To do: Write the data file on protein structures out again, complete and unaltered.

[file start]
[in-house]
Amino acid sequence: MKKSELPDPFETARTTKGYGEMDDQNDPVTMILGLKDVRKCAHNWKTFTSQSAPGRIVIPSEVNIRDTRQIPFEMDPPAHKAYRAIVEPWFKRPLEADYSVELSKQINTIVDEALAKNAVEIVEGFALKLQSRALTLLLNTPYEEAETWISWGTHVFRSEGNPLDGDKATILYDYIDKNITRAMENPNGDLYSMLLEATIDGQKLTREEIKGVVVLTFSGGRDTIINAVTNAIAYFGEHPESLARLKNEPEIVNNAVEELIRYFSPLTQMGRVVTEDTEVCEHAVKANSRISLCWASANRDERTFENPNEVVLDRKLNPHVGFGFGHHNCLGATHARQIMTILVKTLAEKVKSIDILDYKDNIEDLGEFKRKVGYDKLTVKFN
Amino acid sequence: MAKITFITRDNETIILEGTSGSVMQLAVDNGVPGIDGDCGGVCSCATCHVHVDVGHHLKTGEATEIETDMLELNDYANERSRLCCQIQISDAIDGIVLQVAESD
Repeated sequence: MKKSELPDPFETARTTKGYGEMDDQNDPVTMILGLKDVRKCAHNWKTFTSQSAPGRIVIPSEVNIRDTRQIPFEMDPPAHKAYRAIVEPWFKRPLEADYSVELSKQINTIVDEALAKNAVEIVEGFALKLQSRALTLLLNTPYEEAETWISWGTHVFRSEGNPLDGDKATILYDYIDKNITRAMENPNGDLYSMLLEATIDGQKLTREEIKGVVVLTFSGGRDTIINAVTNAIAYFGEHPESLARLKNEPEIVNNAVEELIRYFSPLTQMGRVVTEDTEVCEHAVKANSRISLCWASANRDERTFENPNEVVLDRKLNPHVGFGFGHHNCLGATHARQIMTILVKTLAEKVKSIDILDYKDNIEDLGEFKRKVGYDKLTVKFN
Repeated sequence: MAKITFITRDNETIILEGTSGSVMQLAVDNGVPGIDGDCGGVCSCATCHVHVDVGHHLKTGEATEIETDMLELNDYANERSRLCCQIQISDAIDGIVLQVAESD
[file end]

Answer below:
[in-house]
Amino acid sequence: MKKSELPDPFETARTTKGYGEMDDQNDPVTMILGLKDVRKCAHNWKTFTSQSAPGRIVIPSEVNIRDTRQIPFEMDPPAHKAYRAIVEPWFKRPLEADYSVELSKQINTIVDEALAKNAVEIVEGFALKLQSRALTLLLNTPYEEAETWISWGTHVFRSEGNPLDGDKATILYDYIDKNITRAMENPNGDLYSMLLEATIDGQKLTREEIKGVVVLTFSGGRDTIINAVTNAIAYFGEHPESLARLKNEPEIVNNAVEELIRYFSPLTQMGRVVTEDTEVCEHAVKANSRISLCWASANRDERTFENPNEVVLDRKLNPHVGFGFGHHNCLGATHARQIMTILVKTLAEKVKSIDILDYKDNIEDLGEFKRKVGYDKLTVKFN
Amino acid sequence: MAKITFITRDNETIILEGTSGSVMQLAVDNGVPGIDGDCGGVCSCATCHVHVDVGHHLKTGEATEIETDMLELNDYANERSRLCCQIQISDAIDGIVLQVAESD
Repeated sequence: MKKSELPDPFETARTTKGYGEMDDQNDPVTMILGLKDVRKCAHNWKTFTSQSAPGRIVIPSEVNIRDTRQIPFEMDPPAHKAYRAIVEPWFKRPLEADYSVELSKQINTIVDEALAKNAVEIVEGFALKLQSRALTLLLNTPYEEAETWISWGTHVFRSEGNPLDGDKATILYDYIDKNITRAMENPNGDLYSMLLEATIDGQKLTREEIKGVVVLTFSGGRDTIINAVTNAIAYFGEHPESLARLKNEPEIVNNAVEELIRYFSPLTQMGRVVTEDTEVCEHAVKANSRISLCWASANRDERTFENPNEVVLDRKLNPHVGFGFGHHNCLGATHARQIMTILVKTLAEKVKSIDILDYKDNIEDLGEFKRKVGYDKLTVKFN
Repeated sequence: MAKITFITRDNETIILEGTSGSVMQLAVDNGVPGIDGDCGGVCSCATCHVHVDVGHHLKTGEATEIETDMLELNDYANERSRLCCQIQISDAIDGIVLQVAESD